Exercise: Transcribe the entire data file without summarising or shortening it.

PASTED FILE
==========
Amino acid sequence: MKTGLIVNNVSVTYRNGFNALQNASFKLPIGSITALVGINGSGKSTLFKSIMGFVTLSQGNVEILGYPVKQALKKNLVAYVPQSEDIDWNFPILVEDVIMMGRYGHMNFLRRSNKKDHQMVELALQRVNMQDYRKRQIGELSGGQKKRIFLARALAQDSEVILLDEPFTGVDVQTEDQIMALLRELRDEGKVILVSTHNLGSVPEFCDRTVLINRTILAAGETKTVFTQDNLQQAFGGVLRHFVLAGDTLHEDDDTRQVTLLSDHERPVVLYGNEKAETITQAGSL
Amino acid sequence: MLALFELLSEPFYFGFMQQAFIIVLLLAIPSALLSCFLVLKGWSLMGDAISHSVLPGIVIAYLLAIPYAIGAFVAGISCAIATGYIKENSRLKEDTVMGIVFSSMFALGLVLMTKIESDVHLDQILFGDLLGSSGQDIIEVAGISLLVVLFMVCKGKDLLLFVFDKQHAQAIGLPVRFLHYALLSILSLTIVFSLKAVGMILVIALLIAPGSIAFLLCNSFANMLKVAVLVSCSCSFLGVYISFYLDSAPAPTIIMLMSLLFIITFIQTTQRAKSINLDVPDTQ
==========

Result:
Amino acid sequence: MKTGLIVNNVSVTYRNGFNALQNASFKLPIGSITALVGINGSGKSTLFKSIMGFVTLSQGNVEILGYPVKQALKKNLVAYVPQSEDIDWNFPILVEDVIMMGRYGHMNFLRRSNKKDHQMVELALQRVNMQDYRKRQIGELSGGQKKRIFLARALAQDSEVILLDEPFTGVDVQTEDQIMALLRELRDEGKVILVSTHNLGSVPEFCDRTVLINRTILAAGETKTVFTQDNLQQAFGGVLRHFVLAGDTLHEDDDTRQVTLLSDHERPVVLYGNEKAETITQAGSL
Amino acid sequence: MLALFELLSEPFYFGFMQQAFIIVLLLAIPSALLSCFLVLKGWSLMGDAISHSVLPGIVIAYLLAIPYAIGAFVAGISCAIATGYIKENSRLKEDTVMGIVFSSMFALGLVLMTKIESDVHLDQILFGDLLGSSGQDIIEVAGISLLVVLFMVCKGKDLLLFVFDKQHAQAIGLPVRFLHYALLSILSLTIVFSLKAVGMILVIALLIAPGSIAFLLCNSFANMLKVAVLVSCSCSFLGVYISFYLDSAPAPTIIMLMSLLFIITFIQTTQRAKSINLDVPDTQ